In an uncertain year, dominated by restrictions surrounding the coronavirus, the Australian mango industry is hoping to make consumers see this tropical fruit as an essential item this summer.
Speaking as part of a recent webinar for Aussie Mangoes, Hort Innovation Marketing Specialist Tate Connolly says while many consumers may feel they need to cut back on their purchases at this time, the industry needs to work hard to ensure that mangoes are not seen as replaceable.
"Our strategy is to get the lighter buyers and get them more engaged and move them up the ladder," she said. "So, those who regularly treat themselves, to see mangoes as an everyday indulgence. So, we want to be increasing that frequency that people are purchasing mangoes. We are going to do that by positing ourselves as the go-to guilt-free treat. Also, as an industry, we are not quite certain of domestic volumes - it is something that we are all discussing regularly - but in any potential oversupply, we need to make mangoes more desirable, but not less valuable. With the intense competition for tropical fruit, we want mangoes to be seen as number one. In short, we want to be the fruit on everyone's lips. This season, our campaign idea is that Australian mangoes are this season's 'must-have'; so, ensuring we are the staple in people's baskets and most desirable product."
While this year's marketing strategy is an extension of the previous year, Ms Connolly admits it will have to be adapted to "plan for the unexpected". This will mainly be achieved by being easily responsive, running with the flow of the crop, and spreading out the peak media activities.
She added that there would be four major components this year, including lower-risk investments, such as the cancellation of "Mango Mess-tival", due to the long planning time, which will need COVID-19 restrictions, as well as flexible export plans, the first paid media campaign and focused audience targeting.
"Digital (media) is important for mangoes because it is affordable within our budget and levy amount," Ms Connolly said. "We can be really responsive, so we can respond to the flow of the crop and invest where there is more product coming through. Within reason, we can really plan this out to make sure the spend is happening with the flow of the crop. We can target specific audiences as well, and really reduce wastage on the spend and investment that we are making."
The Australian Mango Industry Association's (AMIA) Marketing Manager Treena Welch says while there are concerns surrounding the availability of flights for exports and the increased costs, the industry will invest in the markets where there are already good relationships.
"There are four investment criteria for where we are investing marketing dollars when it comes to the export strategy," Ms Welch said. "First is that we will invest in a mix of protocol and non-protocol markets. We will invest in a mix of established and emerging markets, and that any market where we do invest, we have a robust supply chain, where the quality that is required to deliver for the consumer experience can be assured. We will also invest in markets where we have the ability to partner with chosen retailers that target affluent consumers who are prepared to pay a premium for that mango experience."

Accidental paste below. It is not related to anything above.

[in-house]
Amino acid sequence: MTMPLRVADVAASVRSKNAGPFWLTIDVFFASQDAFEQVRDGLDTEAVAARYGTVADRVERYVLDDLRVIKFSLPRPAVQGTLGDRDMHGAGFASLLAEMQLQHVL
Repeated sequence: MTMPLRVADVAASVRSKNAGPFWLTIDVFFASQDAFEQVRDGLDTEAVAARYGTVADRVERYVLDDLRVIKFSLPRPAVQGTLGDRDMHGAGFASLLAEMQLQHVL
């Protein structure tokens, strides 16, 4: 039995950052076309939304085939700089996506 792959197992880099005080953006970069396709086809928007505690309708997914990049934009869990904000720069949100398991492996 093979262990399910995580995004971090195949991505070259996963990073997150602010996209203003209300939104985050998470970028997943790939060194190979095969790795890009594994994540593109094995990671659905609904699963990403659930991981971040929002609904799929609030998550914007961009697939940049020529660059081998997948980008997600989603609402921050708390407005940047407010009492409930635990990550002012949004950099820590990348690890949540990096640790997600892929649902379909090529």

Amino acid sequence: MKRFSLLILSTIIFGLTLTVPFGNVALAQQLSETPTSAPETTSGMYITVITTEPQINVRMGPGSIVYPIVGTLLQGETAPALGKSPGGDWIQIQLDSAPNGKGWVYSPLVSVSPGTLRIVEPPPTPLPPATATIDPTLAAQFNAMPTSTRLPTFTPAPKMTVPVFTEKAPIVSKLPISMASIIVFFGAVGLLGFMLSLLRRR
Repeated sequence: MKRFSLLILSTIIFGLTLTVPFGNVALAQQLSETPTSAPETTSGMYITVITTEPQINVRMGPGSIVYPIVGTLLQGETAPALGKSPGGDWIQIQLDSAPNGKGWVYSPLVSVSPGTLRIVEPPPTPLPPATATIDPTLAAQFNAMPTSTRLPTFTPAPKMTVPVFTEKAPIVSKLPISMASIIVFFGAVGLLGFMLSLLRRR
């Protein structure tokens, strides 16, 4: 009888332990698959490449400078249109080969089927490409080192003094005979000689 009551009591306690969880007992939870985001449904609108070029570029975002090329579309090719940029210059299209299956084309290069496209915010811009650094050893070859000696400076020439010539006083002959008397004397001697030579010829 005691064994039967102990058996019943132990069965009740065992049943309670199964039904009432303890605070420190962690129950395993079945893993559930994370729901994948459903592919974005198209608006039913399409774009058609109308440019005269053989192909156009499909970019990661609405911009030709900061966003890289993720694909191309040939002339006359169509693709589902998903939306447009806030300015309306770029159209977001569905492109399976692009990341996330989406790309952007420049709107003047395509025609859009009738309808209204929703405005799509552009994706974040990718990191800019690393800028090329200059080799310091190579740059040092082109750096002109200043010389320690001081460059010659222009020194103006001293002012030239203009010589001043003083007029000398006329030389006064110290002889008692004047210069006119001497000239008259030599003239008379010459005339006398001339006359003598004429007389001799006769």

Over the past six seasons, five key export markets have been developed: New Zealand, South Korea, United States, Singapore and Hong Kong and Ms Welch says a focus will be continuing to work with supply chain, exporters and growers who have program plans in those markets this year.
"Of course, the actual investments, in terms of what activities, will be determined by what is happening with COVID in those markets at the time," she said. "It will also be determined by how much fruit we are exporting, but at this stage, all signs are that we will have strong programmes into those markets."
Ms Welch also urged growers to ensure that they are achieving higher than the minimum maturity levels when picking the fruit and packing it to specification, as the eating quality will help boost repeat sales.
"In a year where our lives have been dominated by restrictions, lockdowns and uncertainty, people are just looking to escape this summer," Treena Welch said. "An Aussie mango offers that unique opportunity. We may not be able to fly away to our favourite tropical destination but we can certainly go there through our minds, every time we sink our teeth into a juicy sweet mango. Everyone is looking for an escape and we offer exactly that. This year, more than ever, we want to capitalise on Australians' love affair, and the love affair we are growing in other parts of the world, with our mangoes. We want to dominate their minds, their hearts, and their purchasing power to secure Australian mango's position as the 'king of fruits'."